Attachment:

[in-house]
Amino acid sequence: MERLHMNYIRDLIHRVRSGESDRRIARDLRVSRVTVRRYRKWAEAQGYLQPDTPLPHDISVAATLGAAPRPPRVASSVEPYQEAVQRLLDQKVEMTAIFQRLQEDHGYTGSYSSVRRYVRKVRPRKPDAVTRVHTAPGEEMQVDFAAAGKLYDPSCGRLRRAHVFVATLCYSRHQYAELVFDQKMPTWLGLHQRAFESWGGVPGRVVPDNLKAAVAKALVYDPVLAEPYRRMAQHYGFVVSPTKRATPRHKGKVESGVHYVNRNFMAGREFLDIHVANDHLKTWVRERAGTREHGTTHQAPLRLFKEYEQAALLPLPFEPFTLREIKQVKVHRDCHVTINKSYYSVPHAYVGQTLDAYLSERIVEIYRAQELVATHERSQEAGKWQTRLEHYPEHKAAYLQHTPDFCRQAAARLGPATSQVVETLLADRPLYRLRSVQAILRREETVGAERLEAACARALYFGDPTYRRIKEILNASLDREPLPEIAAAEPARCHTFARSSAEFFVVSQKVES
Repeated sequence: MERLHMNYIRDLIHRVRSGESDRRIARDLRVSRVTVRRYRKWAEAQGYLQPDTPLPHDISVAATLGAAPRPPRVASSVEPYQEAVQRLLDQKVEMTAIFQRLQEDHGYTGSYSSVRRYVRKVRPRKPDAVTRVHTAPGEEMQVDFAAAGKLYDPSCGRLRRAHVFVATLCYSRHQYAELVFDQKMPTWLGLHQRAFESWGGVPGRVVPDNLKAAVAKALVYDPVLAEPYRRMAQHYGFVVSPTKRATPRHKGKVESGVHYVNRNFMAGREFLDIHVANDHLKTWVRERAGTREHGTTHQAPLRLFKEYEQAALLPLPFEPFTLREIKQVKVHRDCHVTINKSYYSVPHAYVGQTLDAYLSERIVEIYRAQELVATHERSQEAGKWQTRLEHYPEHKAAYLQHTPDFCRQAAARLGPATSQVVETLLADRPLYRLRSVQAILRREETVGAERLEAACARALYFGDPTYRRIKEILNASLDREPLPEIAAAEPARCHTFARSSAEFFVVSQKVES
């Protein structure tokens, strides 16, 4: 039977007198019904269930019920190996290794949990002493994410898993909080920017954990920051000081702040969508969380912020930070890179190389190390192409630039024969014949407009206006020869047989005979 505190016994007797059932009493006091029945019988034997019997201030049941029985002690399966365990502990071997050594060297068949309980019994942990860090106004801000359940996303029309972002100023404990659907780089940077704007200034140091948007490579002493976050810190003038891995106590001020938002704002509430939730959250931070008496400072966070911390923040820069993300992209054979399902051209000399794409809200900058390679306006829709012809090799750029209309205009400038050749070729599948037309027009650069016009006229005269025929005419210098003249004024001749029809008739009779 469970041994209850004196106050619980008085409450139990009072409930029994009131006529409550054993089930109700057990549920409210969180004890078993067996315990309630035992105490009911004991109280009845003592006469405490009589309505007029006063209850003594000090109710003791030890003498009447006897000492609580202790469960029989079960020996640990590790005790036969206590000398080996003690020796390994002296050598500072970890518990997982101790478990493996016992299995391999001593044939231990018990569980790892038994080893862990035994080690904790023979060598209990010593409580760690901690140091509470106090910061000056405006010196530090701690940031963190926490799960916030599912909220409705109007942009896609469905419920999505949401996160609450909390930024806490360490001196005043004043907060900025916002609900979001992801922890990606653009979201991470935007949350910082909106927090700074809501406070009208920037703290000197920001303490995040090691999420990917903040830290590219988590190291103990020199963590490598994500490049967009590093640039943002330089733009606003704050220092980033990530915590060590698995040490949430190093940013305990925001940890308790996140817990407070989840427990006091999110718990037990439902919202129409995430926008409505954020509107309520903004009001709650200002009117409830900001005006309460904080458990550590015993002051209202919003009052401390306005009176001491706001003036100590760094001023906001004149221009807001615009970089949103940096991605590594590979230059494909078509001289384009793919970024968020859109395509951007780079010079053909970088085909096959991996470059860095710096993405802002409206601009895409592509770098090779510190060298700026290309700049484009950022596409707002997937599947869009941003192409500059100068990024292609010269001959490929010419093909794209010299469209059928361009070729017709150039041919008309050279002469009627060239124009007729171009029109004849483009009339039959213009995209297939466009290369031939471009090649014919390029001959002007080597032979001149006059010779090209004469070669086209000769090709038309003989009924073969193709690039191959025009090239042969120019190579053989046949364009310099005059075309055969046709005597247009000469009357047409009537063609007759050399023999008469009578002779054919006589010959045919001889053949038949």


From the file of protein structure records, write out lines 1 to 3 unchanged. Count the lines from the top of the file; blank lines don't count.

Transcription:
[in-house]
Amino acid sequence: MERLHMNYIRDLIHRVRSGESDRRIARDLRVSRVTVRRYRKWAEAQGYLQPDTPLPHDISVAATLGAAPRPPRVASSVEPYQEAVQRLLDQKVEMTAIFQRLQEDHGYTGSYSSVRRYVRKVRPRKPDAVTRVHTAPGEEMQVDFAAAGKLYDPSCGRLRRAHVFVATLCYSRHQYAELVFDQKMPTWLGLHQRAFESWGGVPGRVVPDNLKAAVAKALVYDPVLAEPYRRMAQHYGFVVSPTKRATPRHKGKVESGVHYVNRNFMAGREFLDIHVANDHLKTWVRERAGTREHGTTHQAPLRLFKEYEQAALLPLPFEPFTLREIKQVKVHRDCHVTINKSYYSVPHAYVGQTLDAYLSERIVEIYRAQELVATHERSQEAGKWQTRLEHYPEHKAAYLQHTPDFCRQAAARLGPATSQVVETLLADRPLYRLRSVQAILRREETVGAERLEAACARALYFGDPTYRRIKEILNASLDREPLPEIAAAEPARCHTFARSSAEFFVVSQKVES
Repeated sequence: MERLHMNYIRDLIHRVRSGESDRRIARDLRVSRVTVRRYRKWAEAQGYLQPDTPLPHDISVAATLGAAPRPPRVASSVEPYQEAVQRLLDQKVEMTAIFQRLQEDHGYTGSYSSVRRYVRKVRPRKPDAVTRVHTAPGEEMQVDFAAAGKLYDPSCGRLRRAHVFVATLCYSRHQYAELVFDQKMPTWLGLHQRAFESWGGVPGRVVPDNLKAAVAKALVYDPVLAEPYRRMAQHYGFVVSPTKRATPRHKGKVESGVHYVNRNFMAGREFLDIHVANDHLKTWVRERAGTREHGTTHQAPLRLFKEYEQAALLPLPFEPFTLREIKQVKVHRDCHVTINKSYYSVPHAYVGQTLDAYLSERIVEIYRAQELVATHERSQEAGKWQTRLEHYPEHKAAYLQHTPDFCRQAAARLGPATSQVVETLLADRPLYRLRSVQAILRREETVGAERLEAACARALYFGDPTYRRIKEILNASLDREPLPEIAAAEPARCHTFARSSAEFFVVSQKVES